For instance, this test may turn up Google’s Primary DNS as your first, and a completely unknown server as your Secondary, or a mixture of any of the above servers based on your location. Or it may even turn up the default servers assigned by your ISP as the best ones, in which case they’re doing a good job for you.

Does Changing DNS Servers Make a Difference to Online Gaming?

Let’s move on to the often debated question of whether changing DNS servers even makes a difference to games.

This question is not well understood, as people who discuss it often confuse the issues of speed/bandwidth and latency/ping, which are two completely different things that need to be properly distinguished so that DNS settings can be viewed in the proper context.

In simple terms, speed/bandwidth refers to the download/upload speeds you can get from your game console, which has important implications for downloading files and streaming.

To a small extent it can affect gaming, but only to a certain acceptable minimum – you can usually play online quite comfortably even with a download speed of a few Mbps on your Internet service.

Upload speeds are also important if you host a lot of online sessions, upload content to YouTube or other streaming platforms, or use SharePlay or other sharing services heavily.

A good minimum acceptable upload speed for online games is something like 300Kb/sec, which most connections currently have. Session hosts, streamers, and uploaders benefit from more.

Latency/ping, however, is actually the most important metric for gamers, and determines not the amount of data sent, but the speed of sending between devices. This determines whether or not you lag with online gaming – a high ping value in terms of milliseconds means that data is taking a long time to be sent to and from your device, which is when you have ping, with players jumping across the screen.

This is the metric that players need to pay attention to when making settings changes to try to optimize their online experience. Players can have very “fast” internet in terms of their potential package speed, but they can still struggle to properly play online if their ping is high.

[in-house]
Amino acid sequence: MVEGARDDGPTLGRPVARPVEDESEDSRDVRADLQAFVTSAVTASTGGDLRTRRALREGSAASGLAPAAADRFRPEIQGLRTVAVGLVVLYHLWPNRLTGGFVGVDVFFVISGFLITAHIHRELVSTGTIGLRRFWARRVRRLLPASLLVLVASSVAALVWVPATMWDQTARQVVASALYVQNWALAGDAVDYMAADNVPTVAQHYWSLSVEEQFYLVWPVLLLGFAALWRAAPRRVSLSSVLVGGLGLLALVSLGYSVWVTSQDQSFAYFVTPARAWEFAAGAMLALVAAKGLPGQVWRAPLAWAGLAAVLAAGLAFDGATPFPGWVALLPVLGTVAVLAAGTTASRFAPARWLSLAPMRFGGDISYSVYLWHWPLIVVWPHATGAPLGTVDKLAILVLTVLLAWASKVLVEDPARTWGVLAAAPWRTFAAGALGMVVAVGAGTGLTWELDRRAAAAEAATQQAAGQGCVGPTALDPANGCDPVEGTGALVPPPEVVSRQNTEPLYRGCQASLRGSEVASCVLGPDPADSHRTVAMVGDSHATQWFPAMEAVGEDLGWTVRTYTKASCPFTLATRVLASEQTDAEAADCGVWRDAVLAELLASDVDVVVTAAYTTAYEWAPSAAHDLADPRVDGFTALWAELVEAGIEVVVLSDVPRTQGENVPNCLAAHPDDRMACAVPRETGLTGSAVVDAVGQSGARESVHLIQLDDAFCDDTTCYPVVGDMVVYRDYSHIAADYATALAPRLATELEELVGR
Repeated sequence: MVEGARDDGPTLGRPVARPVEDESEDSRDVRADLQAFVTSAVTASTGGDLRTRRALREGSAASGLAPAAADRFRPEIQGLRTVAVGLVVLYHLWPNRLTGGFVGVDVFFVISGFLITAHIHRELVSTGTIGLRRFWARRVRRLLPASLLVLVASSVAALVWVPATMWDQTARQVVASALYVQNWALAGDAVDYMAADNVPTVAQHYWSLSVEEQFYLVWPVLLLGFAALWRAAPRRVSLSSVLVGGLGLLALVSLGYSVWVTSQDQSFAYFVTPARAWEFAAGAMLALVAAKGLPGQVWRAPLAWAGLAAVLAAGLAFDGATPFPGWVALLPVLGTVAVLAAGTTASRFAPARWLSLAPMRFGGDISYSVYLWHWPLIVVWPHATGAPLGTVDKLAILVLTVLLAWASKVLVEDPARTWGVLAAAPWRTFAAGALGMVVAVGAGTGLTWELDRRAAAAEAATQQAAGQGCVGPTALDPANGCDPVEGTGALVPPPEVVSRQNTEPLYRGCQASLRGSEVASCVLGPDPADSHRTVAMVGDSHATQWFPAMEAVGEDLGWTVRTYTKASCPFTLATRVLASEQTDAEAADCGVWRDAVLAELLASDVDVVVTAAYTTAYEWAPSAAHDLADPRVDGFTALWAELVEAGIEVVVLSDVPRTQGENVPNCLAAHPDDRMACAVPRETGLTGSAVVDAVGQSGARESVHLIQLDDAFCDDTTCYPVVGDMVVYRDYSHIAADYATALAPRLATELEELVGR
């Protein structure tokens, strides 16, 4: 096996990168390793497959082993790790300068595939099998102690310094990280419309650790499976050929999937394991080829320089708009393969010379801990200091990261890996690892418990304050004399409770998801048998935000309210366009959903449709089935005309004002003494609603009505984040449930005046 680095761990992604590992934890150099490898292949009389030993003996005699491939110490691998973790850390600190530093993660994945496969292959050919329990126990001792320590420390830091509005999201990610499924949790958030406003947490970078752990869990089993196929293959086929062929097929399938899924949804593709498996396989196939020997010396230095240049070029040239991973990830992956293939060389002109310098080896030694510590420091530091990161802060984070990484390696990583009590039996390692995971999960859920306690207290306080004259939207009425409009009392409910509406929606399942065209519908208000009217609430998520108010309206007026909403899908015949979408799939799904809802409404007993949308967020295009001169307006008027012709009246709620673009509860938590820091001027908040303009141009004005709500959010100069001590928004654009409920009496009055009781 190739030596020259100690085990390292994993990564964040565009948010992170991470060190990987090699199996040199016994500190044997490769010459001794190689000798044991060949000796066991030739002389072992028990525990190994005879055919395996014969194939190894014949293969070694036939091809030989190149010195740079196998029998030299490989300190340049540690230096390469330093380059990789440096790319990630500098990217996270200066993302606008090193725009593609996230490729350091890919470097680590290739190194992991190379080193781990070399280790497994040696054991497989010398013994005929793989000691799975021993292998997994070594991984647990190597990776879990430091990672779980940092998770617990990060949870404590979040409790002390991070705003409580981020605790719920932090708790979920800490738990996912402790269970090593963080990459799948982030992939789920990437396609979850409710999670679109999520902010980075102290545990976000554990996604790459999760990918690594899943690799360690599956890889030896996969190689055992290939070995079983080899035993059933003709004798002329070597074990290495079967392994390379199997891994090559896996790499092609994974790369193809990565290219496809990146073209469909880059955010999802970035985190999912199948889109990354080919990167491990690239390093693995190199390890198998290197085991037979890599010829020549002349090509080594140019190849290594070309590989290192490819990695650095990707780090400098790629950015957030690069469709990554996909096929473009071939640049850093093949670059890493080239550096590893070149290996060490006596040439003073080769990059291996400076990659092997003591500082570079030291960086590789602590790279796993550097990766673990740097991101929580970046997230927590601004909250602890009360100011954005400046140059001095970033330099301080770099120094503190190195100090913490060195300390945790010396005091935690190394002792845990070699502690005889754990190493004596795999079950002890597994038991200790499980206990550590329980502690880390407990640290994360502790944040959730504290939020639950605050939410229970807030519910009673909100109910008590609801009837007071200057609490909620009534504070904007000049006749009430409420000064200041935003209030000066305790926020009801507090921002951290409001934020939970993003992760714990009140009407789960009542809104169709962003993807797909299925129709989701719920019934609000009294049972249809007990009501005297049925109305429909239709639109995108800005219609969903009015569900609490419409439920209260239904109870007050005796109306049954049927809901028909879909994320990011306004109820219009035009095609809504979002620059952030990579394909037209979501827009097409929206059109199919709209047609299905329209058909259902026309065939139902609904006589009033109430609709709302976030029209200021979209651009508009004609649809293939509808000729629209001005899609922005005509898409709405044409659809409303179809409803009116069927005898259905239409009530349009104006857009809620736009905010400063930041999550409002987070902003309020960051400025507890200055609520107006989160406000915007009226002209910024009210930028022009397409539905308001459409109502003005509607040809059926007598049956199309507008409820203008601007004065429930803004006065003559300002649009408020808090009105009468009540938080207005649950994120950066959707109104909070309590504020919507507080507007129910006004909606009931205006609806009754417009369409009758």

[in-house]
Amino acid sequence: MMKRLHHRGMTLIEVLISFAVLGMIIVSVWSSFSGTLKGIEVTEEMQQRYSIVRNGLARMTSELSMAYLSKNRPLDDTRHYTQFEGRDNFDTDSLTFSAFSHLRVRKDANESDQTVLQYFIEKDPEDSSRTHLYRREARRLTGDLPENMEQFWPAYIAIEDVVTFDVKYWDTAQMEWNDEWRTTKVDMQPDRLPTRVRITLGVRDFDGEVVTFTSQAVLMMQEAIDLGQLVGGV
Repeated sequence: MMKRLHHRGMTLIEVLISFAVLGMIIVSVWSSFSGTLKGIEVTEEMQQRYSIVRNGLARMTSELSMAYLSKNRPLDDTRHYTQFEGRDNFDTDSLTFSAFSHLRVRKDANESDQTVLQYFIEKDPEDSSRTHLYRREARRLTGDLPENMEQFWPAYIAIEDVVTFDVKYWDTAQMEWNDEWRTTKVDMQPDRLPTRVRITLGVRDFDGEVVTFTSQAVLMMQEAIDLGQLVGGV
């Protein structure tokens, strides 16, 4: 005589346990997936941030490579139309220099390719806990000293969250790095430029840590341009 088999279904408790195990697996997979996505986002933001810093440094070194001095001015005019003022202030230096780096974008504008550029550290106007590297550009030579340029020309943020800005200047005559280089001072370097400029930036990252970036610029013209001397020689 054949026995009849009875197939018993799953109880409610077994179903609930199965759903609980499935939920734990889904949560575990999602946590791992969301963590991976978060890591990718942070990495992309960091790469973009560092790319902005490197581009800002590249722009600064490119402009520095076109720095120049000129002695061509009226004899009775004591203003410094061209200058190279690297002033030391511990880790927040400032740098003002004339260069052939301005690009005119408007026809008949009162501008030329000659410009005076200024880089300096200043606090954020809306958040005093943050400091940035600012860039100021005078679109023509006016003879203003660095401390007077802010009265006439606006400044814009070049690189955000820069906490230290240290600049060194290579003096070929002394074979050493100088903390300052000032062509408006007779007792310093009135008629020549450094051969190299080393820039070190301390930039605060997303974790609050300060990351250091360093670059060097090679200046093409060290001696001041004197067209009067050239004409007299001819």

So when making changes to DNS settings, it is really the ping that players should pay attention to more than speeds. Does changing DNS settings really influence ping?

We’ve covered this elsewhere in our detailed post on the topic – the short answer is that it doesn’t actually seem to affect ping/lag when rigorously and repeatedly tested.

Here is the quick summary on what DNS settings can and cannot do for gamers:

  • Changing DNS servers can sometimes improve download/upload speeds. Useful for downloaders and streamers, and also if your current tested speeds are way below what your internet package is capable of.
  • There is no evidence that DNS settings changes actually improve latency/ping when properly tested.
  • See our article which covers the topic in detail, plus videos of this actually being tested.
  • See our article for ways that you can improve lag for gaming.
  • When you make any settings changes for gaming, it is important to repeatedly test the changes to make sure they produce a permanent and not a one off improvement in speeds.

Therefore, gamers who are wanting to test different DNS servers should be realistic about what they can get out of these changes. Faster speeds are entirely possible if this is what you need, but latency or ping needs to be addressed separately for online gaming.